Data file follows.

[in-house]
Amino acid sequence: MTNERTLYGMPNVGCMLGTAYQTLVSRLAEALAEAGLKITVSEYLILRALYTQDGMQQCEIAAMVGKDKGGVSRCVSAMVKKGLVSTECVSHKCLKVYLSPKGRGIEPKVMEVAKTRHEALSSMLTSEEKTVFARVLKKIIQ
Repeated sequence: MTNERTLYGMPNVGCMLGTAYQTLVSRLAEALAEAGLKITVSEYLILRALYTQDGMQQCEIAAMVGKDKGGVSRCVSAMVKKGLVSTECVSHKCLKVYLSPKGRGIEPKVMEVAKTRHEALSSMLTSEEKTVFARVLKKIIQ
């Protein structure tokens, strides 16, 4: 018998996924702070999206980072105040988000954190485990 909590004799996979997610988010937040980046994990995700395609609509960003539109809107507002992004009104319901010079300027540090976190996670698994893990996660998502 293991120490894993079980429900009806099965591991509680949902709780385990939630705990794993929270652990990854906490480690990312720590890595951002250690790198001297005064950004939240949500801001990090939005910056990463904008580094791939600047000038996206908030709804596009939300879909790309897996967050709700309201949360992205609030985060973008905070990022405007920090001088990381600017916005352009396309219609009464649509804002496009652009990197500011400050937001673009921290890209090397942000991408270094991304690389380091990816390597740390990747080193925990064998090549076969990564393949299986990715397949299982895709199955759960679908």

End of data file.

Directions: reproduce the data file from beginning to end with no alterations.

[in-house]
Amino acid sequence: MTNERTLYGMPNVGCMLGTAYQTLVSRLAEALAEAGLKITVSEYLILRALYTQDGMQQCEIAAMVGKDKGGVSRCVSAMVKKGLVSTECVSHKCLKVYLSPKGRGIEPKVMEVAKTRHEALSSMLTSEEKTVFARVLKKIIQ
Repeated sequence: MTNERTLYGMPNVGCMLGTAYQTLVSRLAEALAEAGLKITVSEYLILRALYTQDGMQQCEIAAMVGKDKGGVSRCVSAMVKKGLVSTECVSHKCLKVYLSPKGRGIEPKVMEVAKTRHEALSSMLTSEEKTVFARVLKKIIQ
């Protein structure tokens, strides 16, 4: 018998996924702070999206980072105040988000954190485990 909590004799996979997610988010937040980046994990995700395609609509960003539109809107507002992004009104319901010079300027540090976190996670698994893990996660998502 293991120490894993079980429900009806099965591991509680949902709780385990939630705990794993929270652990990854906490480690990312720590890595951002250690790198001297005064950004939240949500801001990090939005910056990463904008580094791939600047000038996206908030709804596009939300879909790309897996967050709700309201949360992205609030985060973008905070990022405007920090001088990381600017916005352009396309219609009464649509804002496009652009990197500011400050937001673009921290890209090397942000991408270094991304690389380091990816390597740390990747080193925990064998090549076969990564393949299986990715397949299982895709199955759960679908």